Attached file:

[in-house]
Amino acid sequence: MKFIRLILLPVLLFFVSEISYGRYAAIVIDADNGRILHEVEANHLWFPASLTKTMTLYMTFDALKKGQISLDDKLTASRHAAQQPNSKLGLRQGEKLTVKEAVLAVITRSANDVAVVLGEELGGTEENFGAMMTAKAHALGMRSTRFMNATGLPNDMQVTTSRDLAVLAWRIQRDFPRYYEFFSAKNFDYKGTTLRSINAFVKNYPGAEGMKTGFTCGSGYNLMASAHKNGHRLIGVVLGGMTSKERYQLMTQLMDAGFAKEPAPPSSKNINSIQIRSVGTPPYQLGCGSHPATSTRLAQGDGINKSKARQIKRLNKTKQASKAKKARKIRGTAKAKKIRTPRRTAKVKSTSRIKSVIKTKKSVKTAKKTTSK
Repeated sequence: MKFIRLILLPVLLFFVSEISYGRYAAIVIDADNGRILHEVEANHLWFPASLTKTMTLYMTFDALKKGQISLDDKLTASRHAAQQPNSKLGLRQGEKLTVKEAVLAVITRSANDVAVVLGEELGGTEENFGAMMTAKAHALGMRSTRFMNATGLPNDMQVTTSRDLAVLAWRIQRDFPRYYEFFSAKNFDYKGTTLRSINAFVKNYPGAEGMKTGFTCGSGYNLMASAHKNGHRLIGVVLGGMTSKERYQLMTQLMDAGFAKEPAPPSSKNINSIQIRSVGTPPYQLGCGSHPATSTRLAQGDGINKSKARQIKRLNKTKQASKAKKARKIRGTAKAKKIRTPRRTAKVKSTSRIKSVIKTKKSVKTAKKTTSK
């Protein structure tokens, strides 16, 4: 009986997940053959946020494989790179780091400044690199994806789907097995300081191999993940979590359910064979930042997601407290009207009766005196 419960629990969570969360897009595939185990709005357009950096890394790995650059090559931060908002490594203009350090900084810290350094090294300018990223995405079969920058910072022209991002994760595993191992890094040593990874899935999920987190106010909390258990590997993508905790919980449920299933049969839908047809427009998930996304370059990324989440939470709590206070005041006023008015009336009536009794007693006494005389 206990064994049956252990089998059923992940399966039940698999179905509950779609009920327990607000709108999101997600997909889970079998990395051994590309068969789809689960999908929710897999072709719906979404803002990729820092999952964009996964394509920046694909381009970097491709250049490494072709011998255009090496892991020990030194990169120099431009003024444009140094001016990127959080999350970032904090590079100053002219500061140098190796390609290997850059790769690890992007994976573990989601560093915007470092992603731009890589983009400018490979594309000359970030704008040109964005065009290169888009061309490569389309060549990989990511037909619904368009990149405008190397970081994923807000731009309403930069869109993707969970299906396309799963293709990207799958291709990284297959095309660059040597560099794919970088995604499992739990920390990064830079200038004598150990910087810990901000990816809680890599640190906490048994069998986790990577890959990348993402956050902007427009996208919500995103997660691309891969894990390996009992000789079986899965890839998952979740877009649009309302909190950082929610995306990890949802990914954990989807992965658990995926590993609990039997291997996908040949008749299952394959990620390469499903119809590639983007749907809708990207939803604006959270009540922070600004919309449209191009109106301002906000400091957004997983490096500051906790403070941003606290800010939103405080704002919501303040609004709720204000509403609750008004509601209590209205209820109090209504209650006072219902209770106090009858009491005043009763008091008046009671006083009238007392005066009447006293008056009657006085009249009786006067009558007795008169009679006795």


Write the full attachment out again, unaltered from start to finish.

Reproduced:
[in-house]
Amino acid sequence: MKFIRLILLPVLLFFVSEISYGRYAAIVIDADNGRILHEVEANHLWFPASLTKTMTLYMTFDALKKGQISLDDKLTASRHAAQQPNSKLGLRQGEKLTVKEAVLAVITRSANDVAVVLGEELGGTEENFGAMMTAKAHALGMRSTRFMNATGLPNDMQVTTSRDLAVLAWRIQRDFPRYYEFFSAKNFDYKGTTLRSINAFVKNYPGAEGMKTGFTCGSGYNLMASAHKNGHRLIGVVLGGMTSKERYQLMTQLMDAGFAKEPAPPSSKNINSIQIRSVGTPPYQLGCGSHPATSTRLAQGDGINKSKARQIKRLNKTKQASKAKKARKIRGTAKAKKIRTPRRTAKVKSTSRIKSVIKTKKSVKTAKKTTSK
Repeated sequence: MKFIRLILLPVLLFFVSEISYGRYAAIVIDADNGRILHEVEANHLWFPASLTKTMTLYMTFDALKKGQISLDDKLTASRHAAQQPNSKLGLRQGEKLTVKEAVLAVITRSANDVAVVLGEELGGTEENFGAMMTAKAHALGMRSTRFMNATGLPNDMQVTTSRDLAVLAWRIQRDFPRYYEFFSAKNFDYKGTTLRSINAFVKNYPGAEGMKTGFTCGSGYNLMASAHKNGHRLIGVVLGGMTSKERYQLMTQLMDAGFAKEPAPPSSKNINSIQIRSVGTPPYQLGCGSHPATSTRLAQGDGINKSKARQIKRLNKTKQASKAKKARKIRGTAKAKKIRTPRRTAKVKSTSRIKSVIKTKKSVKTAKKTTSK
């Protein structure tokens, strides 16, 4: 009986997940053959946020494989790179780091400044690199994806789907097995300081191999993940979590359910064979930042997601407290009207009766005196 419960629990969570969360897009595939185990709005357009950096890394790995650059090559931060908002490594203009350090900084810290350094090294300018990223995405079969920058910072022209991002994760595993191992890094040593990874899935999920987190106010909390258990590997993508905790919980449920299933049969839908047809427009998930996304370059990324989440939470709590206070005041006023008015009336009536009794007693006494005389 206990064994049956252990089998059923992940399966039940698999179905509950779609009920327990607000709108999101997600997909889970079998990395051994590309068969789809689960999908929710897999072709719906979404803002990729820092999952964009996964394509920046694909381009970097491709250049490494072709011998255009090496892991020990030194990169120099431009003024444009140094001016990127959080999350970032904090590079100053002219500061140098190796390609290997850059790769690890992007994976573990989601560093915007470092992603731009890589983009400018490979594309000359970030704008040109964005065009290169888009061309490569389309060549990989990511037909619904368009990149405008190397970081994923807000731009309403930069869109993707969970299906396309799963293709990207799958291709990284297959095309660059040597560099794919970088995604499992739990920390990064830079200038004598150990910087810990901000990816809680890599640190906490048994069998986790990577890959990348993402956050902007427009996208919500995103997660691309891969894990390996009992000789079986899965890839998952979740877009649009309302909190950082929610995306990890949802990914954990989807992965658990995926590993609990039997291997996908040949008749299952394959990620390469499903119809590639983007749907809708990207939803604006959270009540922070600004919309449209191009109106301002906000400091957004997983490096500051906790403070941003606290800010939103405080704002919501303040609004709720204000509403609750008004509601209590209205209820109090209504209650006072219902209770106090009858009491005043009763008091008046009671006083009238007392005066009447006293008056009657006085009249009786006067009558007795008169009679006795």